The Amistad Rebellion - FamilyEducation

The Amistad Rebellion

Read the story of the Amistad Rebellion onboard a slave ship.

In This Article:

Page 1

Black Mutiny

Obstacles and Opportunities

The Amistad captives had been kidnapped and transported to Cuba from Africa in violation of Spanish law barring slave trafficking. The Cuban enforcement of this statute was, however, notoriously lax. Bribes and a little careful night navigation were usually all that were necessary to get captive Africans into Cuba. Once captive Africans were smuggled onto the island, they could be provided with false papers suggesting that they were Cuban-born slaves. This is what happened to the Amistad captives. The violation of Spanish law was an important point in the resolution of the case. American law had formally prohibited importation of slaves since 1808; this statute, too, was frequently evaded by slave traders.

The zigzagging vessel was the Amistad, a Spanish slaver whose mutinying “cargo” of several dozen African captives had killed at least two of their captors.

Were they men—or were they property?

Why the Amistad Still Matters

In recent years, the Amistad affair has taken on greater and greater significance for those seeking an understanding of African American history and culture. I have decided to devote a chapter to it here for five important reasons:

  • The Amistad case serves as a kind of pivot-point between the uneasy racial compromises of the Constitution and the later tumult of the Civil War.
  • The case was a landmark event in the development of the American abolitionist movement. It proved to abolitionists that they could successfully appeal to the conscience of northerners.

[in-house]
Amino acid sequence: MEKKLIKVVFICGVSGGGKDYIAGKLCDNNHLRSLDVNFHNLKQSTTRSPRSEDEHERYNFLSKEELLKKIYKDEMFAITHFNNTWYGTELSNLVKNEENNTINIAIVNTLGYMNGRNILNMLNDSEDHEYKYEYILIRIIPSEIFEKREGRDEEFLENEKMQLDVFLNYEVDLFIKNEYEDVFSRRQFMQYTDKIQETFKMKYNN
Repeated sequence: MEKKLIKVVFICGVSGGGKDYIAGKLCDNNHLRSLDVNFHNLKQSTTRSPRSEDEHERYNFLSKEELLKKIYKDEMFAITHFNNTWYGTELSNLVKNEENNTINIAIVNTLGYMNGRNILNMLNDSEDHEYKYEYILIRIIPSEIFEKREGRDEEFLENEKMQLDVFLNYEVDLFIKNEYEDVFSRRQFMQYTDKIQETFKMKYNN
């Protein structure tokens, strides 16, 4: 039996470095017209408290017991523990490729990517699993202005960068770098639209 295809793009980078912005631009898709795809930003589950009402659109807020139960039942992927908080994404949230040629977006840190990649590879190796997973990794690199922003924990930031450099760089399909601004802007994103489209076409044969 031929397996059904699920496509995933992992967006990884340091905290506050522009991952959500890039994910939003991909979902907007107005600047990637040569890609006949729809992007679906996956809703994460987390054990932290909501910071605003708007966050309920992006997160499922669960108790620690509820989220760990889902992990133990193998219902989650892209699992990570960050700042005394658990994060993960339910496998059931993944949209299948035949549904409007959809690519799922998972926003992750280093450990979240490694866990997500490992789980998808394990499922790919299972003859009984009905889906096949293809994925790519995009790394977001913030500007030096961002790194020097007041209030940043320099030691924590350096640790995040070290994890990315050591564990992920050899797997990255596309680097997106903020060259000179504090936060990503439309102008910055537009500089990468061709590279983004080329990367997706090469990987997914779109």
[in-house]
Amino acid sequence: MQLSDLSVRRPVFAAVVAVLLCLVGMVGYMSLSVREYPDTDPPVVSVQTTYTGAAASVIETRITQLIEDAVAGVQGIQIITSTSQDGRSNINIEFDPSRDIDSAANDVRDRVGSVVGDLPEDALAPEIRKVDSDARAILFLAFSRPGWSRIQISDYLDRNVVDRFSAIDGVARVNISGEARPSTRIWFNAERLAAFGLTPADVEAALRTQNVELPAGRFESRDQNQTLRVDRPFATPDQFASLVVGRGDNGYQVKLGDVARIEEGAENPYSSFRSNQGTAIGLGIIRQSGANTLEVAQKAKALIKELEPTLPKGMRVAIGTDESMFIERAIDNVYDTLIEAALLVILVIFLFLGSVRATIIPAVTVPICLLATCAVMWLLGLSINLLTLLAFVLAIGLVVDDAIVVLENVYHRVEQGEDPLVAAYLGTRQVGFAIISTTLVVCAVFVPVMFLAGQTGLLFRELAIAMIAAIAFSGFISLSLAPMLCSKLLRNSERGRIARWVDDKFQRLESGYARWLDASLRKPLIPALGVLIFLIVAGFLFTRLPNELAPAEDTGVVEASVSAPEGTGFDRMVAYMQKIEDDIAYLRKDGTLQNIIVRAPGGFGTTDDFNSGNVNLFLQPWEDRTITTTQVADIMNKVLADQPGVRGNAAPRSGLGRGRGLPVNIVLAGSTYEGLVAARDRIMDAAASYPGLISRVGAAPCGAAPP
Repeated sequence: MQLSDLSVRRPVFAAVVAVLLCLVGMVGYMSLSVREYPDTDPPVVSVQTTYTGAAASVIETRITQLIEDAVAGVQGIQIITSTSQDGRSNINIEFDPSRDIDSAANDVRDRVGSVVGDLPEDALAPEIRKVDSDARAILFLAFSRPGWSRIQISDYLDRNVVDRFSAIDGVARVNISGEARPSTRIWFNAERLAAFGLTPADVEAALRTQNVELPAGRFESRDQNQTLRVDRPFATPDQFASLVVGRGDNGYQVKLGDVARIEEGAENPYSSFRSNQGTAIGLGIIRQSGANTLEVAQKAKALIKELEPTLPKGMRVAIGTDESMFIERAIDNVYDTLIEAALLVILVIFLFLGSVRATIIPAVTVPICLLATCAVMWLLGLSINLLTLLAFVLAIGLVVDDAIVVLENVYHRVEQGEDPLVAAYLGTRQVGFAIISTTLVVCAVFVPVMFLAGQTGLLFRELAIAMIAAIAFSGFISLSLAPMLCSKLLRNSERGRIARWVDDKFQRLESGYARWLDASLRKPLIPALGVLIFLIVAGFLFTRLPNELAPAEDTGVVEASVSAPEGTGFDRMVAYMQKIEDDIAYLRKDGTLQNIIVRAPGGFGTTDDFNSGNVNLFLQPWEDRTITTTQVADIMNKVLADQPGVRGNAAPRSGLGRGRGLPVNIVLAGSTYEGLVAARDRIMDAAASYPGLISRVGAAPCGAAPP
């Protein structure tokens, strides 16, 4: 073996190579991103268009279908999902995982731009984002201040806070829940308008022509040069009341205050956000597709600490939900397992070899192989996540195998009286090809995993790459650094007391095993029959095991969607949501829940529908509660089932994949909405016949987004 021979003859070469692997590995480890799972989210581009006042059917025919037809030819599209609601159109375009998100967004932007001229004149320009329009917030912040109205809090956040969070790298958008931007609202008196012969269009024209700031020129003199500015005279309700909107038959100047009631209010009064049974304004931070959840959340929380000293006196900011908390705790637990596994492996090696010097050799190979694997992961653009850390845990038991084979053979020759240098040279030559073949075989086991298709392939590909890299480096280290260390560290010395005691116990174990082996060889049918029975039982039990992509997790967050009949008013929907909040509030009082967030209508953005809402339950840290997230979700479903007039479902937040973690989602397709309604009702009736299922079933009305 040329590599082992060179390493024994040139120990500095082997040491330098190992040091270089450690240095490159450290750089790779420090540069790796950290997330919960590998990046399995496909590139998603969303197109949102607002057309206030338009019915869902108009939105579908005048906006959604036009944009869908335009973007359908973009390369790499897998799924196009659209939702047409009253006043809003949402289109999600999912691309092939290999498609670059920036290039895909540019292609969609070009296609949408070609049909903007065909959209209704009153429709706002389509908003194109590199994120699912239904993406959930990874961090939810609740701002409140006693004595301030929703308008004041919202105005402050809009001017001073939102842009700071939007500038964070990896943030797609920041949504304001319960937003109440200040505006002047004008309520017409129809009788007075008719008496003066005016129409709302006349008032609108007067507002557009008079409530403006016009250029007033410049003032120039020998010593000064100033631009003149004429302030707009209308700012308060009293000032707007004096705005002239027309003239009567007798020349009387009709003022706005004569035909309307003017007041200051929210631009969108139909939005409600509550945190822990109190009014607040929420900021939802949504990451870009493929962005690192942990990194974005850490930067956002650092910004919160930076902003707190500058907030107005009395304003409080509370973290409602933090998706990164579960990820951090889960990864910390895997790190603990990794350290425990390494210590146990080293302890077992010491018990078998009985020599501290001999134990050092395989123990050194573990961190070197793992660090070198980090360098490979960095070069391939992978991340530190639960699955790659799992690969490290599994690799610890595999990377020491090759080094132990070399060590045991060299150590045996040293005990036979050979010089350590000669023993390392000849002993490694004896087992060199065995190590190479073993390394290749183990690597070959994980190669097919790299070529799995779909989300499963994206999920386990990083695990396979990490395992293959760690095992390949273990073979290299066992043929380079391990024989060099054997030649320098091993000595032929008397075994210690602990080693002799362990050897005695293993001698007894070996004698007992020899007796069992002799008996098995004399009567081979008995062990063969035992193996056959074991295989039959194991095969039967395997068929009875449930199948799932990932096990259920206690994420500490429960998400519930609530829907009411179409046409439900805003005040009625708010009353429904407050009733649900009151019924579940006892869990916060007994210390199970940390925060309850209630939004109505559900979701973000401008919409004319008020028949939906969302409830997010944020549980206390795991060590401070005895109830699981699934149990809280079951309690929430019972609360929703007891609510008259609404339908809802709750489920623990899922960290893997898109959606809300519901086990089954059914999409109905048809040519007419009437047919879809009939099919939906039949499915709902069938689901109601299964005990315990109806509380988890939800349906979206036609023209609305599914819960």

• As a result, the case affected racial attitudes in the North, and in so doing presaged the momentous conflict of the Civil War. Although most southerners regarded the Amistad controversy as abolitionist propaganda, the Africans at the -center of the case won considerable sympathy among northerners. This fact presented President Martin Van Buren with another variation on the endless, exquisitely difficult dilemma of governing a nation that was half-free and half-enslaved. The Amistad episode is among the most revealing of a still-young America's social and political fault lines.
  • The case highlighted a number of pressing questions that had been (and would continue to be) left unresolved by the American legal system. Among these questions were the following:
  • Were freed slaves citizens of the United States?
  • Were those enslaved to be regarded solely as property, or did they possess any natural rights whatsoever?
  • To what degree can one human being (say, an officer of the U.S. Navy) claim salvage over another (say, a captive who has launched a rebellion on a slave ship)?
  • Finally, the Amistad case offers a compelling story of freedom lost and won. It made (and still makes) great copy, which is why abolitionists did everything they could to fill the newspapers of the day with the story—and why Hollywood eventually decided to make a big-budget movie out of it.
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